Night School Review: Hart and Haddish couldn’t even make this movie bearable
Look, I know people won’t like this, but I am not a fan of Kevin Hart. His comedic approach of whining, acting like a child, and basically reminding us that he is short, for laughs, is really lazy to me and it only makes him standout in a bad way. So seeing that Night School was on the horizon, I could only dread that I would have to go see it. Unfortunately, my nightmares became a quick reality as Night School is literally terrible and takes Tiffany Haddish down with it.
But, I guess she did do herself too many favors in this movie either as no one is really funny. There are a couple laughs, but honestly this movie is just overtly boring and just relies on Hart and Haddish basically playing themselves. Hart does his typical whining routine and even starts yelling at other characters to stop talking so he could get the spotlight while Haddish just yells at and is sarcastically sassy on-screen. Night School is almost an exact showing as to why these two just can’t themselves to slide by.
The rest of the cast is just full of typical tropes and stereotypes that become very old, very quick. There basically a ton of characters who are either fitting into some kind of high school stereotype or characters that making racial impressions or fitting into some stereotype of their own race. Either way, it becomes very annoying and many will find them groaning much more than laughing.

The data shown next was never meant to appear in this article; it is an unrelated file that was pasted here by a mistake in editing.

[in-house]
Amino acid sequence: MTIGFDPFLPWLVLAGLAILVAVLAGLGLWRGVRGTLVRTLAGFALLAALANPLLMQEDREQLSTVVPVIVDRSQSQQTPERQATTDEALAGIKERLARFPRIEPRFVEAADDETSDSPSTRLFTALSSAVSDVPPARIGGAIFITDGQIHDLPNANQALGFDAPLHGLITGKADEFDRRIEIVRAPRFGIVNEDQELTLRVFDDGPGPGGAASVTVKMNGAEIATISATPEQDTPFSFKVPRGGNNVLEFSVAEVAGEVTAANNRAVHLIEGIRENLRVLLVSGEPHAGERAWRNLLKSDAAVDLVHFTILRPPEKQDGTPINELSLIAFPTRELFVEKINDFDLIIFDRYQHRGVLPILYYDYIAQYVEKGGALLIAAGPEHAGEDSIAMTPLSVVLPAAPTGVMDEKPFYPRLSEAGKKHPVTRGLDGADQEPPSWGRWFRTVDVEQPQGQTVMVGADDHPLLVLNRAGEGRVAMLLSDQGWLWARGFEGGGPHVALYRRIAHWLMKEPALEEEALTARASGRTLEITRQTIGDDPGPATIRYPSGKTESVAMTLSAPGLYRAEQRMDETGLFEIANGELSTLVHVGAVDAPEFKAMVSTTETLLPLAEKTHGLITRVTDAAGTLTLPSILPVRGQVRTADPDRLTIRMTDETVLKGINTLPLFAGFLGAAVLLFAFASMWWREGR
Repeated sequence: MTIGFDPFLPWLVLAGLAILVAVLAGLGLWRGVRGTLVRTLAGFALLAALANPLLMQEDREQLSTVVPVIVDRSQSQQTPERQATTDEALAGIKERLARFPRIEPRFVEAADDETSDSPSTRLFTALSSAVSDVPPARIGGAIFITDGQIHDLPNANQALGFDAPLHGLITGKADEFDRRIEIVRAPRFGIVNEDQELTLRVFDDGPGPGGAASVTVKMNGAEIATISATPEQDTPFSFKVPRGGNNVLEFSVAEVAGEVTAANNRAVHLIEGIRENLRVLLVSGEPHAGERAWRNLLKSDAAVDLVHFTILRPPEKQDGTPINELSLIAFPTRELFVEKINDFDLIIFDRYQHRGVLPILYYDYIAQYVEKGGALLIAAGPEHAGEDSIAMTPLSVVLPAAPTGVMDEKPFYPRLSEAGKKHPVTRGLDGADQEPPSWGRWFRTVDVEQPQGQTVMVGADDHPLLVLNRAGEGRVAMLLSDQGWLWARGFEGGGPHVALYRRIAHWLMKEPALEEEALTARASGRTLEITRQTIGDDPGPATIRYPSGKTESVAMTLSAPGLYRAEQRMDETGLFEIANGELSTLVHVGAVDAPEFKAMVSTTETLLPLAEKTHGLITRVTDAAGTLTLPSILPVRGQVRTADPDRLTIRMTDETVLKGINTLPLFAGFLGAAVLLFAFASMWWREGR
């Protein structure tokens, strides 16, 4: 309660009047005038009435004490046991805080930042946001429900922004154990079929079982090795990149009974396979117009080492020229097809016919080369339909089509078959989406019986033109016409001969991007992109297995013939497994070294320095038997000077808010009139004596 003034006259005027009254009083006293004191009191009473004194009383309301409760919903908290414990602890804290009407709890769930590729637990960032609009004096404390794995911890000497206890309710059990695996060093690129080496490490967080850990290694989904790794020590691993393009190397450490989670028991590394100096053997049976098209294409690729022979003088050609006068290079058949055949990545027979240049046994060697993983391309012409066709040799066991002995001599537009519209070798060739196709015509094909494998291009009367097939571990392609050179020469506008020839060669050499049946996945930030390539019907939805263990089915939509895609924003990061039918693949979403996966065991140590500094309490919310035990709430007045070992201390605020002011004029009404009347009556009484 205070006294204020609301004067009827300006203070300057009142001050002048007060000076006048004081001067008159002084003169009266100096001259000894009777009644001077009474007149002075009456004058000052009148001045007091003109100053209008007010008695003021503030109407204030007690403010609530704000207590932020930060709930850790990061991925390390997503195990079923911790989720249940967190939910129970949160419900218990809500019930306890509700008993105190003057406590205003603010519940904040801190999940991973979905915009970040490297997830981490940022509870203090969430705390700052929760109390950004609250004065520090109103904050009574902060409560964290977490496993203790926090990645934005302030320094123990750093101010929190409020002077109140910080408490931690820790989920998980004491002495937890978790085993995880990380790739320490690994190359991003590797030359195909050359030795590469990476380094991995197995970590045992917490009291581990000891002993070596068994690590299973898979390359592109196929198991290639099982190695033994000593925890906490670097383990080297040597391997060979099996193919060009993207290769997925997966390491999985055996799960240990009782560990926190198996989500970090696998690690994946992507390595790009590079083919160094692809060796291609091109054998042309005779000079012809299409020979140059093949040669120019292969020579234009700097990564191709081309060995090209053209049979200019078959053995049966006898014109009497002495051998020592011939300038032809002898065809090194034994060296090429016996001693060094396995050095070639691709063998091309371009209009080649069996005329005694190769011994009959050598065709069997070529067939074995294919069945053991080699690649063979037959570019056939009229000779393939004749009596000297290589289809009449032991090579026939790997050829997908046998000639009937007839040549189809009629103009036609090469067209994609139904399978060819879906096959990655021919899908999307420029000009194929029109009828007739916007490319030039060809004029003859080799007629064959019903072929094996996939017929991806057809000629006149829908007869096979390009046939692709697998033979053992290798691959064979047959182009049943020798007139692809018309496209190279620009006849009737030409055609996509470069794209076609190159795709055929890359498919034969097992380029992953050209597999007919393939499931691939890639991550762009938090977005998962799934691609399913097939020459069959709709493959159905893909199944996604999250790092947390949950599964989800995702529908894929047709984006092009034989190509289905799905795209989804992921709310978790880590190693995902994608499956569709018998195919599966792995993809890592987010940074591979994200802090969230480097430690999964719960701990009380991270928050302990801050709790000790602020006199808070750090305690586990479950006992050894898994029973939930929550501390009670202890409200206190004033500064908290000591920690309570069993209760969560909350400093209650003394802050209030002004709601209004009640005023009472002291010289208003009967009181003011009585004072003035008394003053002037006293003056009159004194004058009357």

The premise of Hart’s character, Teddy, also falls flat after a while. It’s not really the kind of story that can last for a whole film and the film constantly extends itself to reach an appropriate run-time with really boring montages that gloss over anything interesting. Honestly, it’s probably just to give a reason for the lame, dream-like sequences they have to exist.
Night School is also just plain lazily made as the film and audio editing can be atrocious at times. It constantly has trouble with having audio and camera cuts staying together when moving between different characters. It reminded me a lot of editing from the 60s, but at least then they didn’t have computers to edit film so there really is no excuse for Night School.
Worst of all, this movie touches on certain issues, like ADHD and teaching children with special needs, but only for laughs. It has moments to talk about it, but it never fleshes any of it out and just goes back to telling jokes like these issues don’t matter. Honestly, not every movie that comes out needs to attach itself to some kind of social theme, for no reason, to get audiences to care what going on. As long as it has interesting characters and a solid story, audiences will still care and Night School should have realized this.
If this movie doesn’t show that Kevin Hart needs to change things up, I don’t know what will. This whole routine that he brings to every movie he is in is seriously getting old and he needs to find better material to be a part of. Frankly, if there is even a small teachable moment that Night School can bring, it is that some people on this production might need to head back to film school.